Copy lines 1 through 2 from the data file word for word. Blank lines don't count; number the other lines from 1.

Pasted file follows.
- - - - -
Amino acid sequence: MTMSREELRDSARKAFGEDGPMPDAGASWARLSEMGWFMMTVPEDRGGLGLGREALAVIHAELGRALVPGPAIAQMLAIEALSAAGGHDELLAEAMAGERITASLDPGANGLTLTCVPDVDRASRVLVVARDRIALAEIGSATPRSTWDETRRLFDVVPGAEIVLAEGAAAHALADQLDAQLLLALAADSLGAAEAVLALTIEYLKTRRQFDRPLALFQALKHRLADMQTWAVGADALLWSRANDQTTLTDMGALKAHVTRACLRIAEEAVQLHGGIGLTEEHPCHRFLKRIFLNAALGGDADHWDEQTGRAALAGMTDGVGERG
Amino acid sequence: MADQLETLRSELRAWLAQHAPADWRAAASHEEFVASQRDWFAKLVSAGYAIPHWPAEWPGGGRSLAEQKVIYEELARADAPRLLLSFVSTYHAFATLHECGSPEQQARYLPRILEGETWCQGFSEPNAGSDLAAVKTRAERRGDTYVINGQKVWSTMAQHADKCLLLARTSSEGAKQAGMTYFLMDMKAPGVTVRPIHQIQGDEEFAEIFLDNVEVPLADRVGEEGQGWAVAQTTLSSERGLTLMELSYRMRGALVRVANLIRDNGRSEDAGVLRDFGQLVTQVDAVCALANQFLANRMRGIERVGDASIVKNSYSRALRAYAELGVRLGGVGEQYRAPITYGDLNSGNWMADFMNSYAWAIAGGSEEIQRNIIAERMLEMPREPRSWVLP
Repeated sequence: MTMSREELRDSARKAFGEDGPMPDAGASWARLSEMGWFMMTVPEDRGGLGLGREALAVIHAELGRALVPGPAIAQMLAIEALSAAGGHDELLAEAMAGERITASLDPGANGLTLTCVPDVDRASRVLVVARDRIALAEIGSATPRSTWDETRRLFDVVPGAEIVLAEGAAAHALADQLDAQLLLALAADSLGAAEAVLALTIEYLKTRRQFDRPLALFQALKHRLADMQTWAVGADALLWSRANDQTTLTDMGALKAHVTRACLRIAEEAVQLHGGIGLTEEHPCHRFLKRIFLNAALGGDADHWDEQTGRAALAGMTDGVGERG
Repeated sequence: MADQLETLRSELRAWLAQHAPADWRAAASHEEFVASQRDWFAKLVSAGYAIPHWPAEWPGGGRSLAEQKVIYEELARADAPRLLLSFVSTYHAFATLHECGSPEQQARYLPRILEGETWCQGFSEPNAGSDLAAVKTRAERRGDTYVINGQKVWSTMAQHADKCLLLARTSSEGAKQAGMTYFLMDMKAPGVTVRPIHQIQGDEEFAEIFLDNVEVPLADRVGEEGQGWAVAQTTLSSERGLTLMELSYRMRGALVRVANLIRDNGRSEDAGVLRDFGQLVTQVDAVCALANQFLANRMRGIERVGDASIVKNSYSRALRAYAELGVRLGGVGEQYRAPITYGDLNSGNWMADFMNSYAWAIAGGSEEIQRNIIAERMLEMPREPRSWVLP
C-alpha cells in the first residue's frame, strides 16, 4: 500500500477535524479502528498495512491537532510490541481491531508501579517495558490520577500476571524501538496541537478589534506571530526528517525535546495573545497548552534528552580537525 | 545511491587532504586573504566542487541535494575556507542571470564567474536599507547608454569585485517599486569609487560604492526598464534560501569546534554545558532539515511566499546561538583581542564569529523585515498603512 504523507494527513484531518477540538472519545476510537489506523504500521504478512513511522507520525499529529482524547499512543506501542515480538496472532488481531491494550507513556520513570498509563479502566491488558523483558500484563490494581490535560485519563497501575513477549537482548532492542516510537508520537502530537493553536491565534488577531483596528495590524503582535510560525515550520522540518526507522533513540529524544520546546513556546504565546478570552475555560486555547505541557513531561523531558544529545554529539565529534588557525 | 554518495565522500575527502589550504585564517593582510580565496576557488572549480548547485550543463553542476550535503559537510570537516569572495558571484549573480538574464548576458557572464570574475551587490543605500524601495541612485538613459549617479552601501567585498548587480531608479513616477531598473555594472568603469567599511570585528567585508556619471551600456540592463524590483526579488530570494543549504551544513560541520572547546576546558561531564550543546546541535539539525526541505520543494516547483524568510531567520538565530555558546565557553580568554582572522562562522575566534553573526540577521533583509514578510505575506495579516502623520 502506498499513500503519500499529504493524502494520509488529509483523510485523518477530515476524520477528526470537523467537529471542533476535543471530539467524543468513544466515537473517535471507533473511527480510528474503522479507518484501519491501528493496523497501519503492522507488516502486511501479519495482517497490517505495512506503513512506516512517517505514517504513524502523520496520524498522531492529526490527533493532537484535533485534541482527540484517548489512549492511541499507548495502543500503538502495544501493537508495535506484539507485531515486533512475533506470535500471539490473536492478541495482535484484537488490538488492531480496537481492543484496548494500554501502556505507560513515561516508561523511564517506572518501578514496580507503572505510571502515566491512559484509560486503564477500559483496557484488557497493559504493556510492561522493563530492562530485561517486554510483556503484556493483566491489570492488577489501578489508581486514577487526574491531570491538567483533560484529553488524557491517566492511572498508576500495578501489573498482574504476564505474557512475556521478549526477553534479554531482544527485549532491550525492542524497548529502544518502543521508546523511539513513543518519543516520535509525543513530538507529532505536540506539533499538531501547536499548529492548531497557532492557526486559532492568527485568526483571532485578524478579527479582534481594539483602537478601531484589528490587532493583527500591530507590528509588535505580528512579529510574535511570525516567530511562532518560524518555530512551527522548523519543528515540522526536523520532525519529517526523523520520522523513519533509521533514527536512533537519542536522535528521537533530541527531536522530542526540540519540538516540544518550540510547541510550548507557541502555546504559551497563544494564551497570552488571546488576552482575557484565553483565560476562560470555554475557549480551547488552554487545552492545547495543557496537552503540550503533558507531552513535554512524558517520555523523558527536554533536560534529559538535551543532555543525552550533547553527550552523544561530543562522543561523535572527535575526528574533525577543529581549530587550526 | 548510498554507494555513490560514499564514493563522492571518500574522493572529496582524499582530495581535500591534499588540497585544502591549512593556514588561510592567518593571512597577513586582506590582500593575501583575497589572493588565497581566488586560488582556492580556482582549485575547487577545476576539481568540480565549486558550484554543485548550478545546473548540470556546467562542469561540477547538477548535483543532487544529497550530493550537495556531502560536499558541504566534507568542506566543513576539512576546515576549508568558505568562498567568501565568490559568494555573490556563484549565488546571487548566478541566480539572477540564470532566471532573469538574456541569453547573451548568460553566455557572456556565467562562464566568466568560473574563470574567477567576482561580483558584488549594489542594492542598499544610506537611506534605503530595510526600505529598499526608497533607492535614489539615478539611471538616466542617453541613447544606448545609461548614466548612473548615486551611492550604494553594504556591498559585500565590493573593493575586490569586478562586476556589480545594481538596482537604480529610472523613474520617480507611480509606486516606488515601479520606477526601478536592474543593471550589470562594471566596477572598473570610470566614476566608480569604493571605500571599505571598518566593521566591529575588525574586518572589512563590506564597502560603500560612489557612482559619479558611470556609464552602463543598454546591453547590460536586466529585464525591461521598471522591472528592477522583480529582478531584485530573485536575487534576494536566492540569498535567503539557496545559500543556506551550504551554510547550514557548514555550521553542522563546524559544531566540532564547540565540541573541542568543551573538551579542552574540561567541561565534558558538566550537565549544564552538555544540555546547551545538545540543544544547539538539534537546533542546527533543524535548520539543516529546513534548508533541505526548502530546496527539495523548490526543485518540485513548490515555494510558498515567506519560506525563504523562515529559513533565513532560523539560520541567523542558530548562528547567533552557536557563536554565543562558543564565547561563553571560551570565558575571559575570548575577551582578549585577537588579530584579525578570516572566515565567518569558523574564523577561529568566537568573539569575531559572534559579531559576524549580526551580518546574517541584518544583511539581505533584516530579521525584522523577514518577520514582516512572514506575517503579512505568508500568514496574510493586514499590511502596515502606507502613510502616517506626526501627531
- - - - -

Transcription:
Amino acid sequence: MTMSREELRDSARKAFGEDGPMPDAGASWARLSEMGWFMMTVPEDRGGLGLGREALAVIHAELGRALVPGPAIAQMLAIEALSAAGGHDELLAEAMAGERITASLDPGANGLTLTCVPDVDRASRVLVVARDRIALAEIGSATPRSTWDETRRLFDVVPGAEIVLAEGAAAHALADQLDAQLLLALAADSLGAAEAVLALTIEYLKTRRQFDRPLALFQALKHRLADMQTWAVGADALLWSRANDQTTLTDMGALKAHVTRACLRIAEEAVQLHGGIGLTEEHPCHRFLKRIFLNAALGGDADHWDEQTGRAALAGMTDGVGERG
Amino acid sequence: MADQLETLRSELRAWLAQHAPADWRAAASHEEFVASQRDWFAKLVSAGYAIPHWPAEWPGGGRSLAEQKVIYEELARADAPRLLLSFVSTYHAFATLHECGSPEQQARYLPRILEGETWCQGFSEPNAGSDLAAVKTRAERRGDTYVINGQKVWSTMAQHADKCLLLARTSSEGAKQAGMTYFLMDMKAPGVTVRPIHQIQGDEEFAEIFLDNVEVPLADRVGEEGQGWAVAQTTLSSERGLTLMELSYRMRGALVRVANLIRDNGRSEDAGVLRDFGQLVTQVDAVCALANQFLANRMRGIERVGDASIVKNSYSRALRAYAELGVRLGGVGEQYRAPITYGDLNSGNWMADFMNSYAWAIAGGSEEIQRNIIAERMLEMPREPRSWVLP